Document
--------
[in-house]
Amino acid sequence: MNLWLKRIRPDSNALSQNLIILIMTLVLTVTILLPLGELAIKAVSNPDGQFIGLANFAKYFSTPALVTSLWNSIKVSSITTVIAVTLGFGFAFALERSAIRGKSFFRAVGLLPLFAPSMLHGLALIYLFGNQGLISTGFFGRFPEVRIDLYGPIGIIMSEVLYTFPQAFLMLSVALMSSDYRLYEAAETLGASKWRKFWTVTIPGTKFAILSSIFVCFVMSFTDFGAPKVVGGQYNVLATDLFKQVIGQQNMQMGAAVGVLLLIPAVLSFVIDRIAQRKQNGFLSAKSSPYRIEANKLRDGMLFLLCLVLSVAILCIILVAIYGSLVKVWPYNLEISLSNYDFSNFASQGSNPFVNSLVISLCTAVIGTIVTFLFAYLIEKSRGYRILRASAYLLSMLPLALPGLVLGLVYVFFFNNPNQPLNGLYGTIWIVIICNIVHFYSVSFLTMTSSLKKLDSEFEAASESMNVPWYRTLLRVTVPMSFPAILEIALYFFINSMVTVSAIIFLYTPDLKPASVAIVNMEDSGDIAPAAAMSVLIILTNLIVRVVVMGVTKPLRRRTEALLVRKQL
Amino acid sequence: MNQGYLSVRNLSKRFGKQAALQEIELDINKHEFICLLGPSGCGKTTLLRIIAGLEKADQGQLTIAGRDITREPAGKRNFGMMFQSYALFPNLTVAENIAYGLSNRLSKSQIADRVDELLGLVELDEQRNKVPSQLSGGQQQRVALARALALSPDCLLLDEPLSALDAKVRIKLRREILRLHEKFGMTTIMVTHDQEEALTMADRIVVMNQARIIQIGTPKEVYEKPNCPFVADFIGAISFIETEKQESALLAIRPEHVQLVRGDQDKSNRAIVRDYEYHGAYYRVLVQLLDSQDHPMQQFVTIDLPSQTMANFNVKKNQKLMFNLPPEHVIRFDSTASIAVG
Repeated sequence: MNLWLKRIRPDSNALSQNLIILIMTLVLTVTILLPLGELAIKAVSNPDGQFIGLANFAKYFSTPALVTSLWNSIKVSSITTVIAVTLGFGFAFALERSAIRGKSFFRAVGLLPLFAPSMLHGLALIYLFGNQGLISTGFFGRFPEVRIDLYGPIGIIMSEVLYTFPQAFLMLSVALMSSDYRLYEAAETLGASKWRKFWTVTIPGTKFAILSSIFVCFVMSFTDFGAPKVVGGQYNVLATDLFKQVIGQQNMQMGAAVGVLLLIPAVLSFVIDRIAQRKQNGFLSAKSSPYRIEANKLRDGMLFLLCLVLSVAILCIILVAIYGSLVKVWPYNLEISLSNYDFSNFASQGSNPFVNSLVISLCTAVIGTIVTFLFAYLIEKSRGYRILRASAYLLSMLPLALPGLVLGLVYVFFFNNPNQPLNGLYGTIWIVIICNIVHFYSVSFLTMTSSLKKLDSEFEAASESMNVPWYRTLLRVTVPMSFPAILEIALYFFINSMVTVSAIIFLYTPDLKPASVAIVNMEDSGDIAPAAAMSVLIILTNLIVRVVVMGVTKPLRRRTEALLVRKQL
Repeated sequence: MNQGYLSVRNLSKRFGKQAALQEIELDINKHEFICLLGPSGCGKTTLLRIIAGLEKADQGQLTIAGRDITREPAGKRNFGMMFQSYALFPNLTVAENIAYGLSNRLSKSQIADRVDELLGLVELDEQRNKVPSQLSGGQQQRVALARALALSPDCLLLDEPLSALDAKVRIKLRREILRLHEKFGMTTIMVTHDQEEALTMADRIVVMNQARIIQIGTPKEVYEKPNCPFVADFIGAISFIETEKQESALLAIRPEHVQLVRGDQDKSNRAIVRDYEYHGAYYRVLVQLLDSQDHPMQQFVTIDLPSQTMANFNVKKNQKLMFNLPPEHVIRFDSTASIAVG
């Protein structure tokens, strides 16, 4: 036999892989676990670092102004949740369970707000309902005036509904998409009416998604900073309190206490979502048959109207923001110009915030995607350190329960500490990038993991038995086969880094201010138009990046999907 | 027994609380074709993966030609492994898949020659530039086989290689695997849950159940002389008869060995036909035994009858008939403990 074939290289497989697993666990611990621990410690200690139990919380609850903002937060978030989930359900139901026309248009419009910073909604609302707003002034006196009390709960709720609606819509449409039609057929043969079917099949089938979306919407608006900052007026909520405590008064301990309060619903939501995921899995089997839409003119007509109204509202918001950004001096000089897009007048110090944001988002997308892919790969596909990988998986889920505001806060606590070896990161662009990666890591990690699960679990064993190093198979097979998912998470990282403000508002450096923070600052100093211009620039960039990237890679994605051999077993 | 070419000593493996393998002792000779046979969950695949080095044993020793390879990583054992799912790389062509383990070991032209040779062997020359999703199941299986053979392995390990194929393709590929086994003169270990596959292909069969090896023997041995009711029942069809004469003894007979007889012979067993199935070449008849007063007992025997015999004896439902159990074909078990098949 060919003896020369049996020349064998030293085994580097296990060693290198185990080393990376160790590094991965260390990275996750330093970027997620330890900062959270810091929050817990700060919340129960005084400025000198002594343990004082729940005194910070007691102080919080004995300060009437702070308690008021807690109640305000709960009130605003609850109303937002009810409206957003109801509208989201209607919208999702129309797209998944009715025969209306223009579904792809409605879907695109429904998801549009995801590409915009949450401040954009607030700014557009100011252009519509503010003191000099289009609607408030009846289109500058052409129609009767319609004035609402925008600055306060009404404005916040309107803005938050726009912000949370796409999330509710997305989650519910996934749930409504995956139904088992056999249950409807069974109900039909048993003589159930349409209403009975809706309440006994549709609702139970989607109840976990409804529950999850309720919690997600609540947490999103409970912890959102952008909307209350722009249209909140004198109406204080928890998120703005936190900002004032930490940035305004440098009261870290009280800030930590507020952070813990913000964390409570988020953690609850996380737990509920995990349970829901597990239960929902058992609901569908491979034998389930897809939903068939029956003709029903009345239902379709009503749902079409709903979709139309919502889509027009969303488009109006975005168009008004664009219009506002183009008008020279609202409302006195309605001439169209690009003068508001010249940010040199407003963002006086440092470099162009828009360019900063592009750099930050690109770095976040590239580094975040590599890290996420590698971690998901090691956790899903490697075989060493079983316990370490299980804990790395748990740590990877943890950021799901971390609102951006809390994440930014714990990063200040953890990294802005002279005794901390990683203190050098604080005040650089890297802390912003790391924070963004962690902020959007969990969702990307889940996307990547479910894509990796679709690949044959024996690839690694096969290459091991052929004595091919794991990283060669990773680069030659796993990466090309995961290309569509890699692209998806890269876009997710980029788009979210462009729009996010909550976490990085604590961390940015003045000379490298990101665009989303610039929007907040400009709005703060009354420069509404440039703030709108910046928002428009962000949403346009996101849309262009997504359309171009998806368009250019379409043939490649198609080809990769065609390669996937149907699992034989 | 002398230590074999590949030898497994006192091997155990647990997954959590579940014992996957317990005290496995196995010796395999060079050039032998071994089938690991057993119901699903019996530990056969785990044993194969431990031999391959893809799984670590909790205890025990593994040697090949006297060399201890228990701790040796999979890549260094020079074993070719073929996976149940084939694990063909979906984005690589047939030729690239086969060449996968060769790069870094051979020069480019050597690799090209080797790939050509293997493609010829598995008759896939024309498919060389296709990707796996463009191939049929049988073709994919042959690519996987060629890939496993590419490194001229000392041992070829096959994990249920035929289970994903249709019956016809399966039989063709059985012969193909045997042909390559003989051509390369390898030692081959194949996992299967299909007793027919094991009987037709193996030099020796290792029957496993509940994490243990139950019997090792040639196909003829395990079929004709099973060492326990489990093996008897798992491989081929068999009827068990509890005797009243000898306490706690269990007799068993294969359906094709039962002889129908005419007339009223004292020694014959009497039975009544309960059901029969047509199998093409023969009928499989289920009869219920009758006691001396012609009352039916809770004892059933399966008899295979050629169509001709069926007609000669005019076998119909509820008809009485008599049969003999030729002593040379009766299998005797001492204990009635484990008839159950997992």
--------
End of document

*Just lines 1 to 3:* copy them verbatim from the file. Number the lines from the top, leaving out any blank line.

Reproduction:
[in-house]
Amino acid sequence: MNLWLKRIRPDSNALSQNLIILIMTLVLTVTILLPLGELAIKAVSNPDGQFIGLANFAKYFSTPALVTSLWNSIKVSSITTVIAVTLGFGFAFALERSAIRGKSFFRAVGLLPLFAPSMLHGLALIYLFGNQGLISTGFFGRFPEVRIDLYGPIGIIMSEVLYTFPQAFLMLSVALMSSDYRLYEAAETLGASKWRKFWTVTIPGTKFAILSSIFVCFVMSFTDFGAPKVVGGQYNVLATDLFKQVIGQQNMQMGAAVGVLLLIPAVLSFVIDRIAQRKQNGFLSAKSSPYRIEANKLRDGMLFLLCLVLSVAILCIILVAIYGSLVKVWPYNLEISLSNYDFSNFASQGSNPFVNSLVISLCTAVIGTIVTFLFAYLIEKSRGYRILRASAYLLSMLPLALPGLVLGLVYVFFFNNPNQPLNGLYGTIWIVIICNIVHFYSVSFLTMTSSLKKLDSEFEAASESMNVPWYRTLLRVTVPMSFPAILEIALYFFINSMVTVSAIIFLYTPDLKPASVAIVNMEDSGDIAPAAAMSVLIILTNLIVRVVVMGVTKPLRRRTEALLVRKQL
Amino acid sequence: MNQGYLSVRNLSKRFGKQAALQEIELDINKHEFICLLGPSGCGKTTLLRIIAGLEKADQGQLTIAGRDITREPAGKRNFGMMFQSYALFPNLTVAENIAYGLSNRLSKSQIADRVDELLGLVELDEQRNKVPSQLSGGQQQRVALARALALSPDCLLLDEPLSALDAKVRIKLRREILRLHEKFGMTTIMVTHDQEEALTMADRIVVMNQARIIQIGTPKEVYEKPNCPFVADFIGAISFIETEKQESALLAIRPEHVQLVRGDQDKSNRAIVRDYEYHGAYYRVLVQLLDSQDHPMQQFVTIDLPSQTMANFNVKKNQKLMFNLPPEHVIRFDSTASIAVG